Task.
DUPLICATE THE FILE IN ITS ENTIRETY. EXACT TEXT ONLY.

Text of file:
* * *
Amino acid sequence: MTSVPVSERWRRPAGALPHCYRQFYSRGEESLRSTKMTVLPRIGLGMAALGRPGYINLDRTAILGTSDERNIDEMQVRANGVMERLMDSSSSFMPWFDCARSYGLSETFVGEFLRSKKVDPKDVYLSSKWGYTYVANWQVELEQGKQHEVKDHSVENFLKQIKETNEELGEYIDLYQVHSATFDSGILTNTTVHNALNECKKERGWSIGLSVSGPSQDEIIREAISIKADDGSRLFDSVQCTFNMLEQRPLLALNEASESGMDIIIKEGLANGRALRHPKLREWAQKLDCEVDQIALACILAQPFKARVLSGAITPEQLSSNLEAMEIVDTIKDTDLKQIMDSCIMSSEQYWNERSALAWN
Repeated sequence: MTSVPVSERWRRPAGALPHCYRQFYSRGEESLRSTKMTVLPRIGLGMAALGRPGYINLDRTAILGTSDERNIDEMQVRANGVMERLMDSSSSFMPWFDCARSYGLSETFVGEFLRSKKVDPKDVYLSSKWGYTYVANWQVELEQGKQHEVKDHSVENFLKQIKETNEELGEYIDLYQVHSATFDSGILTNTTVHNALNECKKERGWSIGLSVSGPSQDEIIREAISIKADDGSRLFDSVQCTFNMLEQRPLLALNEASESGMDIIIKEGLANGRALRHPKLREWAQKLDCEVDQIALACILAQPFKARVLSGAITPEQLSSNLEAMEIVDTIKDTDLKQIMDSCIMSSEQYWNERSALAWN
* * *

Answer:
Amino acid sequence: MTSVPVSERWRRPAGALPHCYRQFYSRGEESLRSTKMTVLPRIGLGMAALGRPGYINLDRTAILGTSDERNIDEMQVRANGVMERLMDSSSSFMPWFDCARSYGLSETFVGEFLRSKKVDPKDVYLSSKWGYTYVANWQVELEQGKQHEVKDHSVENFLKQIKETNEELGEYIDLYQVHSATFDSGILTNTTVHNALNECKKERGWSIGLSVSGPSQDEIIREAISIKADDGSRLFDSVQCTFNMLEQRPLLALNEASESGMDIIIKEGLANGRALRHPKLREWAQKLDCEVDQIALACILAQPFKARVLSGAITPEQLSSNLEAMEIVDTIKDTDLKQIMDSCIMSSEQYWNERSALAWN
Repeated sequence: MTSVPVSERWRRPAGALPHCYRQFYSRGEESLRSTKMTVLPRIGLGMAALGRPGYINLDRTAILGTSDERNIDEMQVRANGVMERLMDSSSSFMPWFDCARSYGLSETFVGEFLRSKKVDPKDVYLSSKWGYTYVANWQVELEQGKQHEVKDHSVENFLKQIKETNEELGEYIDLYQVHSATFDSGILTNTTVHNALNECKKERGWSIGLSVSGPSQDEIIREAISIKADDGSRLFDSVQCTFNMLEQRPLLALNEASESGMDIIIKEGLANGRALRHPKLREWAQKLDCEVDQIALACILAQPFKARVLSGAITPEQLSSNLEAMEIVDTIKDTDLKQIMDSCIMSSEQYWNERSALAWN